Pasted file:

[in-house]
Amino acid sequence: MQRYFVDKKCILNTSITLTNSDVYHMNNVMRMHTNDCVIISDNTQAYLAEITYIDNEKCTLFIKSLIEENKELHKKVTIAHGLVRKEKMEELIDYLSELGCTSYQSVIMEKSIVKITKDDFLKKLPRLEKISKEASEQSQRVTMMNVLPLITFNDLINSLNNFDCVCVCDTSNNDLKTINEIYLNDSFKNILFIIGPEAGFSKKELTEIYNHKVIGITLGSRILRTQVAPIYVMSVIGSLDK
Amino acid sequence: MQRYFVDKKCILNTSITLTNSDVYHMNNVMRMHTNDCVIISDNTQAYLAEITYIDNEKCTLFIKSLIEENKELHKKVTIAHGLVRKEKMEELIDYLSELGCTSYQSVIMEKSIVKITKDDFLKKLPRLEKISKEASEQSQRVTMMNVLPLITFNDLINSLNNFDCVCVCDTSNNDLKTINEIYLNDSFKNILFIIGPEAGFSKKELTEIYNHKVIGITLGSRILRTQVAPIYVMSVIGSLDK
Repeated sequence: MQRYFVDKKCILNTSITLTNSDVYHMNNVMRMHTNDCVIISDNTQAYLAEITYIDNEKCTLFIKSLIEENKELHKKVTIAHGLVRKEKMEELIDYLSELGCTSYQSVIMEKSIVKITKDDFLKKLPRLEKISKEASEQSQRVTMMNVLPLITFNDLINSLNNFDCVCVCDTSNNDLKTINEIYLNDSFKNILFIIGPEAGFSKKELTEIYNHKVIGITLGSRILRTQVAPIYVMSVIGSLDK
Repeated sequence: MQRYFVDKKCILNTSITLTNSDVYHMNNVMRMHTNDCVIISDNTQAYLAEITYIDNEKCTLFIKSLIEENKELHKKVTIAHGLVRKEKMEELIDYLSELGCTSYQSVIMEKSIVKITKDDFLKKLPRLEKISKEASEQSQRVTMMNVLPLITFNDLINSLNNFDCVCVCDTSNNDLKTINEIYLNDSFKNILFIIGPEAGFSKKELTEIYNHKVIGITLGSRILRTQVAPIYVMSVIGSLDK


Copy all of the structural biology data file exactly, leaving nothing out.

[in-house]
Amino acid sequence: MQRYFVDKKCILNTSITLTNSDVYHMNNVMRMHTNDCVIISDNTQAYLAEITYIDNEKCTLFIKSLIEENKELHKKVTIAHGLVRKEKMEELIDYLSELGCTSYQSVIMEKSIVKITKDDFLKKLPRLEKISKEASEQSQRVTMMNVLPLITFNDLINSLNNFDCVCVCDTSNNDLKTINEIYLNDSFKNILFIIGPEAGFSKKELTEIYNHKVIGITLGSRILRTQVAPIYVMSVIGSLDK
Amino acid sequence: MQRYFVDKKCILNTSITLTNSDVYHMNNVMRMHTNDCVIISDNTQAYLAEITYIDNEKCTLFIKSLIEENKELHKKVTIAHGLVRKEKMEELIDYLSELGCTSYQSVIMEKSIVKITKDDFLKKLPRLEKISKEASEQSQRVTMMNVLPLITFNDLINSLNNFDCVCVCDTSNNDLKTINEIYLNDSFKNILFIIGPEAGFSKKELTEIYNHKVIGITLGSRILRTQVAPIYVMSVIGSLDK
Repeated sequence: MQRYFVDKKCILNTSITLTNSDVYHMNNVMRMHTNDCVIISDNTQAYLAEITYIDNEKCTLFIKSLIEENKELHKKVTIAHGLVRKEKMEELIDYLSELGCTSYQSVIMEKSIVKITKDDFLKKLPRLEKISKEASEQSQRVTMMNVLPLITFNDLINSLNNFDCVCVCDTSNNDLKTINEIYLNDSFKNILFIIGPEAGFSKKELTEIYNHKVIGITLGSRILRTQVAPIYVMSVIGSLDK
Repeated sequence: MQRYFVDKKCILNTSITLTNSDVYHMNNVMRMHTNDCVIISDNTQAYLAEITYIDNEKCTLFIKSLIEENKELHKKVTIAHGLVRKEKMEELIDYLSELGCTSYQSVIMEKSIVKITKDDFLKKLPRLEKISKEASEQSQRVTMMNVLPLITFNDLINSLNNFDCVCVCDTSNNDLKTINEIYLNDSFKNILFIIGPEAGFSKKELTEIYNHKVIGITLGSRILRTQVAPIYVMSVIGSLDK